Torment devs talk character creation, gender equality in the future, and same-sex relationships

Torment devs talk character creation, gender equality in the future, and same-sex relationships

We talked about business the last time we checked in with some of the men behind the upcoming Torment: Tides of Numenera Kickstarter, but let's focus on the game for a bit. The setting is interesting: Numenera is described as a world where eight great civilizations have come to power, but ultimately fallen. Torment is set in the ninth world, but there are remnants of the previous worlds that can be found and, if you know what you're doing, used to your advantage.

“This new world is filled with remnants of all the former worlds: bits of nanotechnology, the dataweb threaded among still-orbiting satellites, bio-engineered creatures, and myriad strange and wondrous devices,” the setting's official page states. “These remnants have become known as the numenera.”

It's magic by way of hard science fiction. If you show an iPhone to someone who has never seen modern technology, they will assume it's witchcraft.

“From the standpoint of the people of the ninth world… all of this is magic. The more learned know that this is tech left over, but they don’t generally address it like that,” Colin McComb, the game's creative lead, told me the last time we spoke. “If you choose to pursure that aspect, you will find that aspect. If you choose not to, you don’t have to. It will feel like a fantasy game to you.”



Not every bit of technology will be explained, but the concept is based on the idea that things that can't be explained are simply left-over technology from the previous eight worlds. That doesn't keep the game's population from finding supernatural reasons for things that happen.

You shouldn't think this idea is far-fetched, as the developers brought up the fact that we understand how and why hurricanes form… but we still have people in the modern day who believe they are sent to punish people for ungodly behavior.

Character creation

Torment won't allow you to craft your own character from scratch in the way we've become accustomed to in games like Skyrim.

“As with the original Torment we are telling a specific story, and that requires a specific character. The player will have a choice of genders in the game, and it will have some impact in the reactivity of the world,” McComb explained. “This is a billion years in the future, so I don’t think there will be much reactivity of people saying that you’re a woman, and you’re not capable of… there’s a billion years of gender equality.”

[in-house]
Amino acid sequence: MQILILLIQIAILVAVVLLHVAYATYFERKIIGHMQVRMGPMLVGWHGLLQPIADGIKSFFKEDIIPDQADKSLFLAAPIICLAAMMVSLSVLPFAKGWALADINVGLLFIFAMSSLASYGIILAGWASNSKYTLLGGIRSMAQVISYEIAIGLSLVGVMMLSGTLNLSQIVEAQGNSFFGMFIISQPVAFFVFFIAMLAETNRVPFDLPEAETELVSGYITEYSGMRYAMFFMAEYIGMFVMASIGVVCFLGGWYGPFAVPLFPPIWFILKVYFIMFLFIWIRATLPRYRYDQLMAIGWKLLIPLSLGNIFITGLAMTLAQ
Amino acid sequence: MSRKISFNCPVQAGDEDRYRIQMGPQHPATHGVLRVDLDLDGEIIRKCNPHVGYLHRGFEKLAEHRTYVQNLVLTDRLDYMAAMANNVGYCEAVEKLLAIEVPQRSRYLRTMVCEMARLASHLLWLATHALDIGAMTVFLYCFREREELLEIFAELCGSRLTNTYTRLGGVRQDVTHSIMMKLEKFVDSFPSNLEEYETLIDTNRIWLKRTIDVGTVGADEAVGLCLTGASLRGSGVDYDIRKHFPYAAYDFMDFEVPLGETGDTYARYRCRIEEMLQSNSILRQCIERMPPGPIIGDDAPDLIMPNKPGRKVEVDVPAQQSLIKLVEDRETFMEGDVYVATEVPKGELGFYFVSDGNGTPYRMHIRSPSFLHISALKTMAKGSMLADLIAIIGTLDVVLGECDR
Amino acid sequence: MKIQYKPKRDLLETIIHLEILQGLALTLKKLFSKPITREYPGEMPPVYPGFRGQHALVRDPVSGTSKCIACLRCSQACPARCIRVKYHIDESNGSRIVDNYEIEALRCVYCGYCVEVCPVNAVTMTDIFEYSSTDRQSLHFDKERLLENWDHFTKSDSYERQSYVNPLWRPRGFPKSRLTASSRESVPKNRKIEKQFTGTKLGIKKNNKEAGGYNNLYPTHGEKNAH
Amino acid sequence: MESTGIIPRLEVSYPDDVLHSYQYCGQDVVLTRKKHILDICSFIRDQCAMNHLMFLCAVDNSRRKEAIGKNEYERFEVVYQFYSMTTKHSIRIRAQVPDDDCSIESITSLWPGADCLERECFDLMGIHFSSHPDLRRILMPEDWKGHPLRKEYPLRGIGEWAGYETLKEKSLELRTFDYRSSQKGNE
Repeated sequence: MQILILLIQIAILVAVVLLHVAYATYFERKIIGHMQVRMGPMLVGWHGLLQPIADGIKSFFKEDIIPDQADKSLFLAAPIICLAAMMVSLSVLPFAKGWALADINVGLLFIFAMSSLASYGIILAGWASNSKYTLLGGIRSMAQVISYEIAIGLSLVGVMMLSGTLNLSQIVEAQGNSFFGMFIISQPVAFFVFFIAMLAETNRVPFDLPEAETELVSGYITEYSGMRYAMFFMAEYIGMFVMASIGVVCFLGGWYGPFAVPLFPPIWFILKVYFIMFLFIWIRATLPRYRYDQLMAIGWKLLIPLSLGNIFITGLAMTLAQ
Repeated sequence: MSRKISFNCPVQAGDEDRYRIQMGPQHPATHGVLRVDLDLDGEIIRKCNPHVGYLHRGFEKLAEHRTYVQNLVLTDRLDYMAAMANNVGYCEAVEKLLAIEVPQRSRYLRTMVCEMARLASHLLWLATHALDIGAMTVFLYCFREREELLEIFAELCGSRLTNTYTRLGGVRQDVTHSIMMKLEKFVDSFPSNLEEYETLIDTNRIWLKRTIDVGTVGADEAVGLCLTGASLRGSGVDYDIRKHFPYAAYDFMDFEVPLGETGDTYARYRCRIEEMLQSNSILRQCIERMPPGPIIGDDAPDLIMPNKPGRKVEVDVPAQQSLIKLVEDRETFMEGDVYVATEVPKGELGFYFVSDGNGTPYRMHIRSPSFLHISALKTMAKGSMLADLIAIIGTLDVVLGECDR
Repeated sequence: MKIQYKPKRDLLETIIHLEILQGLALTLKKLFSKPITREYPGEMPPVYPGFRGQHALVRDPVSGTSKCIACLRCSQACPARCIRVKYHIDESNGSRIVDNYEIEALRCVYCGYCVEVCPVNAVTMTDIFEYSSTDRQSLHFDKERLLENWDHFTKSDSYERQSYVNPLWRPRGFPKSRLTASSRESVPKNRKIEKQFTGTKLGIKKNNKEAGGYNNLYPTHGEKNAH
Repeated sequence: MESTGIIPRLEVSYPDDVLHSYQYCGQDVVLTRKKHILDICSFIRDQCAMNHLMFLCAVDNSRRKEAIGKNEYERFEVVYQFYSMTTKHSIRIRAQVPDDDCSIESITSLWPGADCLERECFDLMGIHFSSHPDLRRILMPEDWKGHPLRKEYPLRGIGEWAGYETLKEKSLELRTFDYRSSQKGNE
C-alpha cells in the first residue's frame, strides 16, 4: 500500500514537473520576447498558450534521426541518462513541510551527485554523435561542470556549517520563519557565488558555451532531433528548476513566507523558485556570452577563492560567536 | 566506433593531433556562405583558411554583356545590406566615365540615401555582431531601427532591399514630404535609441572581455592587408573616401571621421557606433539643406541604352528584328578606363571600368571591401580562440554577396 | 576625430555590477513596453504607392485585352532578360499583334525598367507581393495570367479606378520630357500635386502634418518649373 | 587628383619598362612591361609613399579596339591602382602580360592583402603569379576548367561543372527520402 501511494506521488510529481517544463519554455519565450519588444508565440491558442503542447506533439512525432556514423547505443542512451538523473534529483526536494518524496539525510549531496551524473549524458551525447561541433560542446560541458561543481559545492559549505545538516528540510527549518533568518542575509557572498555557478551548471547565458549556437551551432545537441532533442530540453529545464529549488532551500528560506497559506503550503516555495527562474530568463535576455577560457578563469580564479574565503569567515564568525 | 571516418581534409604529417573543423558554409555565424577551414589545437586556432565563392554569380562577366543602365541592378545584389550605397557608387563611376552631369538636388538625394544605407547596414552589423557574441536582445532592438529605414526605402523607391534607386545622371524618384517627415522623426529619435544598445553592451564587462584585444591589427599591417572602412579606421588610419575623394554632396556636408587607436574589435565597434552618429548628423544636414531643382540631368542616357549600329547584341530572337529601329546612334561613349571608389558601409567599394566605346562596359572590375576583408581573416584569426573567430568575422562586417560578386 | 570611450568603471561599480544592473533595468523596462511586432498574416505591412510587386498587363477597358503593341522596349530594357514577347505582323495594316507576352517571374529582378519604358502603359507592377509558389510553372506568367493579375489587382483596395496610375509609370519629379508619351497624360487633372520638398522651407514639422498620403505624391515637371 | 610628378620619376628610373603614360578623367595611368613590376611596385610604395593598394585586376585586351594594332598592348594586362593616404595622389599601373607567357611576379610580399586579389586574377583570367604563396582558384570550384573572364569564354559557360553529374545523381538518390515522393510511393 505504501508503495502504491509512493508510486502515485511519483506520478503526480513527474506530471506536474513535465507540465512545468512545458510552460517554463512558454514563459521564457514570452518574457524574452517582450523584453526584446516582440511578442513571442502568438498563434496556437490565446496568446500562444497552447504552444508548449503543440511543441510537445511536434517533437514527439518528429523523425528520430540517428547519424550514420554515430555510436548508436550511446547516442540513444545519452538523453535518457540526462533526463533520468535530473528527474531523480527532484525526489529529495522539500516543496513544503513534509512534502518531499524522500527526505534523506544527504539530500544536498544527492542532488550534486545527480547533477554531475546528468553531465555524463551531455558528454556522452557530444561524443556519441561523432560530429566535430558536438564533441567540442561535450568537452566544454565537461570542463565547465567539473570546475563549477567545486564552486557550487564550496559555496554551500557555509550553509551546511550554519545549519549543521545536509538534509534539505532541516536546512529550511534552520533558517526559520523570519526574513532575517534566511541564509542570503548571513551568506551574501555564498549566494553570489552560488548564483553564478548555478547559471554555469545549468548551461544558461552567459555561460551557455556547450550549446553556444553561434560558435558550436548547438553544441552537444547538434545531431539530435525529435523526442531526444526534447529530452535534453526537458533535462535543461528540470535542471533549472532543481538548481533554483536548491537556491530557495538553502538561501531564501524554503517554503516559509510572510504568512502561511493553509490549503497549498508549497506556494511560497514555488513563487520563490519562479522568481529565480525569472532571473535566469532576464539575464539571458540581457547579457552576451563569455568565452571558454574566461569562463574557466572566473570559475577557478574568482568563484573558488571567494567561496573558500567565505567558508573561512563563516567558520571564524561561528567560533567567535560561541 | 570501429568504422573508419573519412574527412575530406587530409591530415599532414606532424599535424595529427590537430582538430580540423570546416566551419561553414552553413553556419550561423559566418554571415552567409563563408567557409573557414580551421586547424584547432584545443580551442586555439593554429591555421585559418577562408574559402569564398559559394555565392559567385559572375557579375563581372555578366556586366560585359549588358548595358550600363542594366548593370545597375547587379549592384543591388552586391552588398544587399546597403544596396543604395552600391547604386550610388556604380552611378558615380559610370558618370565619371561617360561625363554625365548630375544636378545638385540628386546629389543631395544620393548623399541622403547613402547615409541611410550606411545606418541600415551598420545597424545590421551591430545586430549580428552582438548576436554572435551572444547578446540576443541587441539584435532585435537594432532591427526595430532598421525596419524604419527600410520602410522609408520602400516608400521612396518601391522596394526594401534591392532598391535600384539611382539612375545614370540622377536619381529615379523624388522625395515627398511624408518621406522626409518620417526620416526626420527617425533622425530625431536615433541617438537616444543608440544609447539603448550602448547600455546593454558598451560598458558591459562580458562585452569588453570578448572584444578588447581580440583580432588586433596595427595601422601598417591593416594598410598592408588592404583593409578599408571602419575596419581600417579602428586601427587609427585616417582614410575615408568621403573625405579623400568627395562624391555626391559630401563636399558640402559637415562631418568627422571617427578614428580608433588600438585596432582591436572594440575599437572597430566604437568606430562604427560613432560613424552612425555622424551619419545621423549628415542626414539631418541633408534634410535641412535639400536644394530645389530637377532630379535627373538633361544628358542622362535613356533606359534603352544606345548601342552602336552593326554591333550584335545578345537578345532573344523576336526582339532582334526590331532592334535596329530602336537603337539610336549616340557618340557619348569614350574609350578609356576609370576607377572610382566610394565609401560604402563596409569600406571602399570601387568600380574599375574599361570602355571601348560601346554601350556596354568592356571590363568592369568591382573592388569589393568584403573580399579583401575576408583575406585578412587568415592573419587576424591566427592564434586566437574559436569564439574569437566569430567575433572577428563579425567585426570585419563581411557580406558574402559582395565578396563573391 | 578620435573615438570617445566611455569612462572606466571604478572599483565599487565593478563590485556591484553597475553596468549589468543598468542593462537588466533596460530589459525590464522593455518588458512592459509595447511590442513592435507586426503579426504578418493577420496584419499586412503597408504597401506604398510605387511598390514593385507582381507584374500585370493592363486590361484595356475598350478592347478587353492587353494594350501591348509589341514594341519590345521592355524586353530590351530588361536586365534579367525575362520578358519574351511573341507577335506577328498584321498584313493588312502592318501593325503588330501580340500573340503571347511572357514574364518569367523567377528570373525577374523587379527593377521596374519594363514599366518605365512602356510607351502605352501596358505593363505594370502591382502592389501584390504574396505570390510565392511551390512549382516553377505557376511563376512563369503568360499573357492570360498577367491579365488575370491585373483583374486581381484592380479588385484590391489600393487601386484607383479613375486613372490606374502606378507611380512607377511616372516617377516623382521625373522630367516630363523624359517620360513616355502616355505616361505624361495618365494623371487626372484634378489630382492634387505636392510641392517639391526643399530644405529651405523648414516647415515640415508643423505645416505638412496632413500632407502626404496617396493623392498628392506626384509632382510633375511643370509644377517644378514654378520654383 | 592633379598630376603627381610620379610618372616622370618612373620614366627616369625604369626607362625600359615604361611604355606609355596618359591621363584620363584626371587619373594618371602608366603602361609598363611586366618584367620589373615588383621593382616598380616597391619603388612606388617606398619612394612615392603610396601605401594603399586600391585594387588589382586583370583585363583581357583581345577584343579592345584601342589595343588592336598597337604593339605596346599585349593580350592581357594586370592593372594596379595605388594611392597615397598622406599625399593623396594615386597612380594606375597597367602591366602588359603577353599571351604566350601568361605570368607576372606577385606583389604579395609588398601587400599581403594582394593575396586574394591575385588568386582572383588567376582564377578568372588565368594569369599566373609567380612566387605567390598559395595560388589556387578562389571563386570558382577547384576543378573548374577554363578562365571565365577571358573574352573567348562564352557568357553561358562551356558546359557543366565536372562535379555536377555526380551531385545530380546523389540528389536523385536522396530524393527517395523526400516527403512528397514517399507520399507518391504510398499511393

Outside of the choice of gender, which will change the game in certain ways, you'll not be able to make your own, personal character. “We’re not going to customize the looks. This is primarily an internal journey. It’s not dress-up,” McComb said. 

This leads to an interesting question: If we're billions of years in the future, with all the social change that goes along with it, will the game support same-sex couples? When I asked this there was a long pause.

“We do plan to have relationships in the game. I don’t know if we’re necessarily approaching romance, at least not in the way it’s been explored in games recently. There’s a lot more to the word love than simple flesh coupling,” McComb explained. “That’s frankly the aspect of it that’s least interesting when you get right down to it. It’s the interpersonal intimacy. It’s learning the depth and turmoil of another person that I think is more fascinating. That’s the aspect we want to explore with relationships with people.”

It was also stated that the relationships will make sense for the character you play, in the situations in which you find yourself.

“We don’t want to rule anything out, but we don’t want to say, right now, okay, you’re going to have this ball of goo and it’s going to shape itself to fulfill your every desire,” McComb said.

An interesting world

The game's setting allows for damned near anything you would want to add in the game, which makes Numenera a playground for the game's writers. You can add any piece of “magic” or technology, and if it seems fantastic you need only explain that it's a part of a fallen world's technology. How does it work? Well, that information was lost to the ages.

The idea that social standards have changed and improved with time is also interesting, as is the idea that female adventures will be taken for granted in the game's world. Since the story is specific to one character, outside of the gender, the team will be able to create deep storytelling hooks in the game.

The Kickstarter is funded, the talent is in place, and the setting and world are both fascinating. Now it's just a matter of having to wait while they finish the game. Things are looking up for fans of classical role-playing games.